I agree with the comments about Price’s Isolde above -- I too used to adore it without question, whereas now I have to be in the mood, I’m less sure it was such a great idea, and her idiosyncratic technique which can work in Mozart because the effect is almost instrumental feels odd in Wagner. She does get the attitude over well though, particularly the sarcasm. I’d never be without this recording though, for Kleiber, and for Fassbaender.

    The Bernstein is just wonderful, and if he had used Fassbaender instead of Minton, it might be a clear first choice for me.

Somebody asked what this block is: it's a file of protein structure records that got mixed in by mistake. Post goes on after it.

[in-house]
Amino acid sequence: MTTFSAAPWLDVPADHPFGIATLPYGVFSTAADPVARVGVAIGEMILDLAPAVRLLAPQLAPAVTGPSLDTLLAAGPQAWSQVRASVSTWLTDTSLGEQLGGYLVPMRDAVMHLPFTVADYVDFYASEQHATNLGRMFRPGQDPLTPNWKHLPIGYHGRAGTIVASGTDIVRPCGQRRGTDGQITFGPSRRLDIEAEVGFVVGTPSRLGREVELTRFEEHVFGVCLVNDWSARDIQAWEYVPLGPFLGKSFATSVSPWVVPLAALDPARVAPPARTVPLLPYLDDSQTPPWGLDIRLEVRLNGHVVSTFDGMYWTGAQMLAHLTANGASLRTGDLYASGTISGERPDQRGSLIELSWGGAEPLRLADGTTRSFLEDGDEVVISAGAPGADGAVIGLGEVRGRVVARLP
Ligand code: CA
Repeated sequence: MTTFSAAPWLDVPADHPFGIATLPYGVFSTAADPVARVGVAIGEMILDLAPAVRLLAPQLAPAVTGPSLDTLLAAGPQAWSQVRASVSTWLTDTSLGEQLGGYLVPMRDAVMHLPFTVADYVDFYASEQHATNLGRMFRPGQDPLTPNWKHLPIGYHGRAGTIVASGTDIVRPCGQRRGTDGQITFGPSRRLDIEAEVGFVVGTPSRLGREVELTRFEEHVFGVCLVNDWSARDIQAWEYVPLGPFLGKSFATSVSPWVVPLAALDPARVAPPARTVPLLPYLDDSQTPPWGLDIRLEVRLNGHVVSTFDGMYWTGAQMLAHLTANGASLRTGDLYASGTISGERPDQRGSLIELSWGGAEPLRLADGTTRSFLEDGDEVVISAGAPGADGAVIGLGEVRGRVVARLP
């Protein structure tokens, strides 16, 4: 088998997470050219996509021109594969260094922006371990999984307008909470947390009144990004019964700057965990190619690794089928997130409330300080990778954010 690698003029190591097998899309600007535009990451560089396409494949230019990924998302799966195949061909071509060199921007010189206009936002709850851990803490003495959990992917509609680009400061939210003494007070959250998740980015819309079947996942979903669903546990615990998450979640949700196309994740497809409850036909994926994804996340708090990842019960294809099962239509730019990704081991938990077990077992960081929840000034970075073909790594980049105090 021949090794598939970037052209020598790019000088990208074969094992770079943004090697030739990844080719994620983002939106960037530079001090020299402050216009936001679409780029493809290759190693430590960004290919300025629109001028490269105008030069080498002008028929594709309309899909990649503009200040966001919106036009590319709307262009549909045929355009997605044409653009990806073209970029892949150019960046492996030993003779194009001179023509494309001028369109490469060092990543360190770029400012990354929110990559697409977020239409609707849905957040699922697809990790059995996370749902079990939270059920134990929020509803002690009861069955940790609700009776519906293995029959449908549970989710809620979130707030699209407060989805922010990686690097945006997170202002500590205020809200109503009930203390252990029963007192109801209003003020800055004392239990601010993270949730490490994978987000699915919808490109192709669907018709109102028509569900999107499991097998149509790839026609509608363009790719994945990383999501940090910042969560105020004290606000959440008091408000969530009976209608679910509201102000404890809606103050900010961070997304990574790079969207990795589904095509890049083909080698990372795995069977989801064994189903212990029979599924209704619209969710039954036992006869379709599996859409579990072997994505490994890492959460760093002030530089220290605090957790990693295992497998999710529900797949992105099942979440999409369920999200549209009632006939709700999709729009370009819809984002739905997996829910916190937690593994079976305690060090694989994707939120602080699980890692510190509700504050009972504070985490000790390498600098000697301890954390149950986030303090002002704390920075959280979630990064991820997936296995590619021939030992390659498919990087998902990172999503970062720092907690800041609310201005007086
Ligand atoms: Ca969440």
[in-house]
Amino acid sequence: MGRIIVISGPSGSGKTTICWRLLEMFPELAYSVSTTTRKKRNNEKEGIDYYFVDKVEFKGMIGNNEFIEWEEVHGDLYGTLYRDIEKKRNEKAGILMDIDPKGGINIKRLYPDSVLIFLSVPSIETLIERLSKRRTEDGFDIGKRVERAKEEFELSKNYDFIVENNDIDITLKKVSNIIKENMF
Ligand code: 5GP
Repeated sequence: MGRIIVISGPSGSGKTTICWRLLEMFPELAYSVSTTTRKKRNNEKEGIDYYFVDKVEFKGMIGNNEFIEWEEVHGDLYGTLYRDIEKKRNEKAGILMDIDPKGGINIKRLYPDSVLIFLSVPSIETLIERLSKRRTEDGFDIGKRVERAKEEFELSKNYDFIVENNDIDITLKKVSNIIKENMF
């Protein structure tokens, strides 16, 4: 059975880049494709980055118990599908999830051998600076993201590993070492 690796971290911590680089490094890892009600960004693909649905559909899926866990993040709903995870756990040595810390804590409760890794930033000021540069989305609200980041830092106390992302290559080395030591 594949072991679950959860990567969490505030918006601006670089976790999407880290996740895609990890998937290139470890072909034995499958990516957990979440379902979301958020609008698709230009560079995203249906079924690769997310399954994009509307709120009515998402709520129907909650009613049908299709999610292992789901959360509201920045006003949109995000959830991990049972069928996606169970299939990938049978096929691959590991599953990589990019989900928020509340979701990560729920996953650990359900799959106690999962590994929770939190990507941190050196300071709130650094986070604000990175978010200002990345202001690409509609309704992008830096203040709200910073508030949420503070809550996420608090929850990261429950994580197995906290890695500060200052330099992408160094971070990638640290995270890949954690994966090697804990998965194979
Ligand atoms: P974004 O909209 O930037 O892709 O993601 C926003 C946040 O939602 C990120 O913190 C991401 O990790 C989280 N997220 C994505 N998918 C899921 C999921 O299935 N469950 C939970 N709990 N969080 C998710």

• La marquise de Merteuil

    89. Thanks for these suggestions. I already know most of those artists -- Bonitatibus in the live Pergolesi operas is especially thrilling!

    The “Agitato” is a great reading of the aria! Sorry to be nit picking but that lady is slightly flat on the top but a really brilliant reading -- nice, and difficult, ornaments too!

    93. Varnay’s technique sounds pretty formidable. (Her main teacher was her mother who was a coloratura.) I agree her Italian stuff sounds odd -- I only have her Lady M so maybe I’m not being fair. Although compared to Moedle she was bloody near perfect technically.

  • operaddict